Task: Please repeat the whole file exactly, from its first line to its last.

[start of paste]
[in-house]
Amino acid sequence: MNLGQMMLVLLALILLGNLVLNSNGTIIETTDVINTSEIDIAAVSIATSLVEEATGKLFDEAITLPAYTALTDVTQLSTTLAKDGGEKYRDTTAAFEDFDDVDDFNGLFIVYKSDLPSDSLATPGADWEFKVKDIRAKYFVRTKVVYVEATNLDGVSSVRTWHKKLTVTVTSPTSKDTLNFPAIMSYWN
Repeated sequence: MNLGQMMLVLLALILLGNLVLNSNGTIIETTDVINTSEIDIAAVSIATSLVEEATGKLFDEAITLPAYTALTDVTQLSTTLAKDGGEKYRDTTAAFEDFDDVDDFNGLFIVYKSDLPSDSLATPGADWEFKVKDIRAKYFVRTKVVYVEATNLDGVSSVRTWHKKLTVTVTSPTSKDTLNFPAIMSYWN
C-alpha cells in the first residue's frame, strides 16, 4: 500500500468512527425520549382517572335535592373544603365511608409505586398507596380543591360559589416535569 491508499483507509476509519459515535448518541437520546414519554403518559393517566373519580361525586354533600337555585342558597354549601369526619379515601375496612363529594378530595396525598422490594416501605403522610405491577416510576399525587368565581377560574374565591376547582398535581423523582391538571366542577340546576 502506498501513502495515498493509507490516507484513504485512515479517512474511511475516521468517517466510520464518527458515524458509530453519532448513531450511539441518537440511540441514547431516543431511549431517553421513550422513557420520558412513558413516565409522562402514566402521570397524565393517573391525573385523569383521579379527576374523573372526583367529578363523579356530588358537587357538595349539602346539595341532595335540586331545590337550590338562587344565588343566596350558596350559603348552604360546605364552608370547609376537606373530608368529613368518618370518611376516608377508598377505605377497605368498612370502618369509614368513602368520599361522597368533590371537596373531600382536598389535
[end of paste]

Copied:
[in-house]
Amino acid sequence: MNLGQMMLVLLALILLGNLVLNSNGTIIETTDVINTSEIDIAAVSIATSLVEEATGKLFDEAITLPAYTALTDVTQLSTTLAKDGGEKYRDTTAAFEDFDDVDDFNGLFIVYKSDLPSDSLATPGADWEFKVKDIRAKYFVRTKVVYVEATNLDGVSSVRTWHKKLTVTVTSPTSKDTLNFPAIMSYWN
Repeated sequence: MNLGQMMLVLLALILLGNLVLNSNGTIIETTDVINTSEIDIAAVSIATSLVEEATGKLFDEAITLPAYTALTDVTQLSTTLAKDGGEKYRDTTAAFEDFDDVDDFNGLFIVYKSDLPSDSLATPGADWEFKVKDIRAKYFVRTKVVYVEATNLDGVSSVRTWHKKLTVTVTSPTSKDTLNFPAIMSYWN
C-alpha cells in the first residue's frame, strides 16, 4: 500500500468512527425520549382517572335535592373544603365511608409505586398507596380543591360559589416535569 491508499483507509476509519459515535448518541437520546414519554403518559393517566373519580361525586354533600337555585342558597354549601369526619379515601375496612363529594378530595396525598422490594416501605403522610405491577416510576399525587368565581377560574374565591376547582398535581423523582391538571366542577340546576 502506498501513502495515498493509507490516507484513504485512515479517512474511511475516521468517517466510520464518527458515524458509530453519532448513531450511539441518537440511540441514547431516543431511549431517553421513550422513557420520558412513558413516565409522562402514566402521570397524565393517573391525573385523569383521579379527576374523573372526583367529578363523579356530588358537587357538595349539602346539595341532595335540586331545590337550590338562587344565588343566596350558596350559603348552604360546605364552608370547609376537606373530608368529613368518618370518611376516608377508598377505605377497605368498612370502618369509614368513602368520599361522597368533590371537596373531600382536598389535